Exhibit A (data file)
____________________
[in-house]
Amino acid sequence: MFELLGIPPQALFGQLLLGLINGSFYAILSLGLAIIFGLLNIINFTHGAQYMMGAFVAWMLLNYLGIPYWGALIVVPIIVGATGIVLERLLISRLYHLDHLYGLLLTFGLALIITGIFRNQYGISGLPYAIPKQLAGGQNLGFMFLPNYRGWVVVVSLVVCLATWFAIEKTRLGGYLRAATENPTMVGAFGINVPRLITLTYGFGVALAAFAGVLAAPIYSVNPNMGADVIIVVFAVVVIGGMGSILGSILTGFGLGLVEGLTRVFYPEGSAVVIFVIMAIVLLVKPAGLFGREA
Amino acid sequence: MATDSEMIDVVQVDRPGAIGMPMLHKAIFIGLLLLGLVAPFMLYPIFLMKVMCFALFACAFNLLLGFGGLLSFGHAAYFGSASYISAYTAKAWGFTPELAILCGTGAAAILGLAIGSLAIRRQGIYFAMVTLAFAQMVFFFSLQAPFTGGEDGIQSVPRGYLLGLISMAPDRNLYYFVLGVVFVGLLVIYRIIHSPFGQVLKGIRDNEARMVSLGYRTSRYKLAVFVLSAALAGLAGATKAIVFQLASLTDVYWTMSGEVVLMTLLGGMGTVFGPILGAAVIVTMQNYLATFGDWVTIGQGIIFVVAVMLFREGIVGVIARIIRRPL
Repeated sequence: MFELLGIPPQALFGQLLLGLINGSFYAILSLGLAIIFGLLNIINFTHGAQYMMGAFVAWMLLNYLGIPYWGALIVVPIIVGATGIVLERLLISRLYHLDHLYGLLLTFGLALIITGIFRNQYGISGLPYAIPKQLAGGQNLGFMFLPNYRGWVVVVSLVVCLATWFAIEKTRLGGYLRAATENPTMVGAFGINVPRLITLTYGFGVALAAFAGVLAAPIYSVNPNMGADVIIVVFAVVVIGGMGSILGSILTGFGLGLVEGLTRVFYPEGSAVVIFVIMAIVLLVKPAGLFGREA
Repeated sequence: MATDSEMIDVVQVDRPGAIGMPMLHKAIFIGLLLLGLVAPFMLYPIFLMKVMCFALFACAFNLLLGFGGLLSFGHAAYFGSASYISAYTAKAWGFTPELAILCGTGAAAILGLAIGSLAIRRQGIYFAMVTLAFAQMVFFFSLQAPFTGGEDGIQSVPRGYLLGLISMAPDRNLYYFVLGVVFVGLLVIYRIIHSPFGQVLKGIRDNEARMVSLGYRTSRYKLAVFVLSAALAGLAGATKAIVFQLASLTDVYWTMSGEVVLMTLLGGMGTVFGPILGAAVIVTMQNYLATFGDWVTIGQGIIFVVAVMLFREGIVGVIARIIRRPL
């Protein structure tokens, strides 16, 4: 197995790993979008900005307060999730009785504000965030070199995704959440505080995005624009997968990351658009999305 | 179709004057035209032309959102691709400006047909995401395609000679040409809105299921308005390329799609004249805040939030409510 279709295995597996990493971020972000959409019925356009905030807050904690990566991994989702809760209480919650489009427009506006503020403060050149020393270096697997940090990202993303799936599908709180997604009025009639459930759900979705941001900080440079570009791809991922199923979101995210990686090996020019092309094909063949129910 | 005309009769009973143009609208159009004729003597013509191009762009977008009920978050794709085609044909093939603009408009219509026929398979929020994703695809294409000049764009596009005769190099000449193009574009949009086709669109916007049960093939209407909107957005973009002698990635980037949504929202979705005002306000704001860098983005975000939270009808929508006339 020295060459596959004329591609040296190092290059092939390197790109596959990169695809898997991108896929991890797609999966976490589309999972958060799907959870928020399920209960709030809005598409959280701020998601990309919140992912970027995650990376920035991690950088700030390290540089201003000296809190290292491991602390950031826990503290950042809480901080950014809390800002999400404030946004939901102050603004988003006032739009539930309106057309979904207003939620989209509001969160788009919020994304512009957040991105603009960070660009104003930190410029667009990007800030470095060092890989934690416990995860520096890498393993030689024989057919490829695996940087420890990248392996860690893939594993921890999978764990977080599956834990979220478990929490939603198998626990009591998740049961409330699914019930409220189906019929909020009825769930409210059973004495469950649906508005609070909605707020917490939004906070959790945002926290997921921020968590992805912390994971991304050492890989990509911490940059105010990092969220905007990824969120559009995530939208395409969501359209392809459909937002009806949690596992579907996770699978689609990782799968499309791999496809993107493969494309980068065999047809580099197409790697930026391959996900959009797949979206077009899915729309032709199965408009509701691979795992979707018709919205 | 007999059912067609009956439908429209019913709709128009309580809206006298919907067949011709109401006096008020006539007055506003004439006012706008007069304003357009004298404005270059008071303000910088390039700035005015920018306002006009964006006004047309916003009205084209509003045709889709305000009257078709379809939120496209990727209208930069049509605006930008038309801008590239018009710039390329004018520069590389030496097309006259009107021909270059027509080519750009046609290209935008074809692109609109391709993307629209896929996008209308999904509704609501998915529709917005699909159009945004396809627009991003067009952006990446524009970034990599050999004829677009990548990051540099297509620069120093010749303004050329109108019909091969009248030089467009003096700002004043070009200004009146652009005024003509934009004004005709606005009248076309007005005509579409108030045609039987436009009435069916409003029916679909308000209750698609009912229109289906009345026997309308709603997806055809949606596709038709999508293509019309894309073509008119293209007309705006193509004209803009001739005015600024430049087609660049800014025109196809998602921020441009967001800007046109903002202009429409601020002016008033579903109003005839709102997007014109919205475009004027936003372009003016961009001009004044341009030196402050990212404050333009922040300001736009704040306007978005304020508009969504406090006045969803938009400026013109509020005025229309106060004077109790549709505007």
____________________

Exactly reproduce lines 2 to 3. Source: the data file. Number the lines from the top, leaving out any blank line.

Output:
Amino acid sequence: MFELLGIPPQALFGQLLLGLINGSFYAILSLGLAIIFGLLNIINFTHGAQYMMGAFVAWMLLNYLGIPYWGALIVVPIIVGATGIVLERLLISRLYHLDHLYGLLLTFGLALIITGIFRNQYGISGLPYAIPKQLAGGQNLGFMFLPNYRGWVVVVSLVVCLATWFAIEKTRLGGYLRAATENPTMVGAFGINVPRLITLTYGFGVALAAFAGVLAAPIYSVNPNMGADVIIVVFAVVVIGGMGSILGSILTGFGLGLVEGLTRVFYPEGSAVVIFVIMAIVLLVKPAGLFGREA
Amino acid sequence: MATDSEMIDVVQVDRPGAIGMPMLHKAIFIGLLLLGLVAPFMLYPIFLMKVMCFALFACAFNLLLGFGGLLSFGHAAYFGSASYISAYTAKAWGFTPELAILCGTGAAAILGLAIGSLAIRRQGIYFAMVTLAFAQMVFFFSLQAPFTGGEDGIQSVPRGYLLGLISMAPDRNLYYFVLGVVFVGLLVIYRIIHSPFGQVLKGIRDNEARMVSLGYRTSRYKLAVFVLSAALAGLAGATKAIVFQLASLTDVYWTMSGEVVLMTLLGGMGTVFGPILGAAVIVTMQNYLATFGDWVTIGQGIIFVVAVMLFREGIVGVIARIIRRPL